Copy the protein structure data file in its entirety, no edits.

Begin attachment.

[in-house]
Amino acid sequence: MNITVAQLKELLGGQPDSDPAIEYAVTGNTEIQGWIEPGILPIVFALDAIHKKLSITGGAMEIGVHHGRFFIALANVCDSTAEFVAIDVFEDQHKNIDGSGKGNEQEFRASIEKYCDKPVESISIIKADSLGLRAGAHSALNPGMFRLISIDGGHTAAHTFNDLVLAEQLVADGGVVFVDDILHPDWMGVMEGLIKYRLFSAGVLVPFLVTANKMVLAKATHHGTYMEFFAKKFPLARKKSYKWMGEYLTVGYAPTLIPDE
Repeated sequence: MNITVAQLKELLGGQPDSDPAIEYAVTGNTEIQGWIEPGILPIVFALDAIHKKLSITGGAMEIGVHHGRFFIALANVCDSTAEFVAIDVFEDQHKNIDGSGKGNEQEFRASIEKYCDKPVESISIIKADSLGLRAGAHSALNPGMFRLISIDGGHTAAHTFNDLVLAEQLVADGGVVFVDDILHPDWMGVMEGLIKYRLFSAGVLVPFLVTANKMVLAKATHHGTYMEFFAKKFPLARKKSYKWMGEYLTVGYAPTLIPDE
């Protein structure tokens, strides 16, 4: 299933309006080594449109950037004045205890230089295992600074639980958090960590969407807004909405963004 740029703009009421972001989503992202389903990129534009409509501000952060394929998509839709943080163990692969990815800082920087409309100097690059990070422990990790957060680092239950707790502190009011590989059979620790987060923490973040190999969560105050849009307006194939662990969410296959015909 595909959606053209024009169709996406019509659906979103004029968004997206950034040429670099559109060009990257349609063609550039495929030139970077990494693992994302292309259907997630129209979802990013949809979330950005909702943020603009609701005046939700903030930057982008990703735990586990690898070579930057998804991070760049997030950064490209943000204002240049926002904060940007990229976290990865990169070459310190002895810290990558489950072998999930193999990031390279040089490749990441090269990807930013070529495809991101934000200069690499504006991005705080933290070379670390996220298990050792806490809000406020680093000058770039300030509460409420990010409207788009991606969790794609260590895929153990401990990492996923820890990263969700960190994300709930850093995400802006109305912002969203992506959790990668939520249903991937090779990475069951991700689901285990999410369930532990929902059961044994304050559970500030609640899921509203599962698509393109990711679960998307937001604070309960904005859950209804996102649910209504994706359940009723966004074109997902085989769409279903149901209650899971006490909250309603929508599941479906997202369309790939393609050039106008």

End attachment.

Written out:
[in-house]
Amino acid sequence: MNITVAQLKELLGGQPDSDPAIEYAVTGNTEIQGWIEPGILPIVFALDAIHKKLSITGGAMEIGVHHGRFFIALANVCDSTAEFVAIDVFEDQHKNIDGSGKGNEQEFRASIEKYCDKPVESISIIKADSLGLRAGAHSALNPGMFRLISIDGGHTAAHTFNDLVLAEQLVADGGVVFVDDILHPDWMGVMEGLIKYRLFSAGVLVPFLVTANKMVLAKATHHGTYMEFFAKKFPLARKKSYKWMGEYLTVGYAPTLIPDE
Repeated sequence: MNITVAQLKELLGGQPDSDPAIEYAVTGNTEIQGWIEPGILPIVFALDAIHKKLSITGGAMEIGVHHGRFFIALANVCDSTAEFVAIDVFEDQHKNIDGSGKGNEQEFRASIEKYCDKPVESISIIKADSLGLRAGAHSALNPGMFRLISIDGGHTAAHTFNDLVLAEQLVADGGVVFVDDILHPDWMGVMEGLIKYRLFSAGVLVPFLVTANKMVLAKATHHGTYMEFFAKKFPLARKKSYKWMGEYLTVGYAPTLIPDE
């Protein structure tokens, strides 16, 4: 299933309006080594449109950037004045205890230089295992600074639980958090960590969407807004909405963004 740029703009009421972001989503992202389903990129534009409509501000952060394929998509839709943080163990692969990815800082920087409309100097690059990070422990990790957060680092239950707790502190009011590989059979620790987060923490973040190999969560105050849009307006194939662990969410296959015909 595909959606053209024009169709996406019509659906979103004029968004997206950034040429670099559109060009990257349609063609550039495929030139970077990494693992994302292309259907997630129209979802990013949809979330950005909702943020603009609701005046939700903030930057982008990703735990586990690898070579930057998804991070760049997030950064490209943000204002240049926002904060940007990229976290990865990169070459310190002895810290990558489950072998999930193999990031390279040089490749990441090269990807930013070529495809991101934000200069690499504006991005705080933290070379670390996220298990050792806490809000406020680093000058770039300030509460409420990010409207788009991606969790794609260590895929153990401990990492996923820890990263969700960190994300709930850093995400802006109305912002969203992506959790990668939520249903991937090779990475069951991700689901285990999410369930532990929902059961044994304050559970500030609640899921509203599962698509393109990711679960998307937001604070309960904005859950209804996102649910209504994706359940009723966004074109997902085989769409279903149901209650899971006490909250309603929508599941479906997202369309790939393609050039106008």